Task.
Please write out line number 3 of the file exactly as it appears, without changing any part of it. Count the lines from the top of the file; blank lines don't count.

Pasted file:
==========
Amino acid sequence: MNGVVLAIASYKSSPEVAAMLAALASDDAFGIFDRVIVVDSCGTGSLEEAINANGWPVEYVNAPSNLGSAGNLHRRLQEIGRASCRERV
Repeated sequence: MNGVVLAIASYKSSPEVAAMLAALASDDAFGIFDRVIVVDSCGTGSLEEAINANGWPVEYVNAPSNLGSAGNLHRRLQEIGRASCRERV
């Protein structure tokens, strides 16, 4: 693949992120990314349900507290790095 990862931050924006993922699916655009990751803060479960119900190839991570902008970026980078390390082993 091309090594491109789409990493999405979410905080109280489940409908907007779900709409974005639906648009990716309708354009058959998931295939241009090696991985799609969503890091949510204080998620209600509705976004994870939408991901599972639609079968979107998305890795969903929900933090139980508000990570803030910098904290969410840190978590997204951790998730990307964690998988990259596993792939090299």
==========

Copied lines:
């Protein structure tokens, strides 16, 4: 693949992120990314349900507290790095 990862931050924006993922699916655009990751803060479960119900190839991570902008970026980078390390082993 091309090594491109789409990493999405979410905080109280489940409908907007779900709409974005639906648009990716309708354009058959998931295939241009090696991985799609969503890091949510204080998620209600509705976004994870939408991901599972639609079968979107998305890795969903929900933090139980508000990570803030910098904290969410840190978590997204951790998730990307964690998988990259596993792939090299």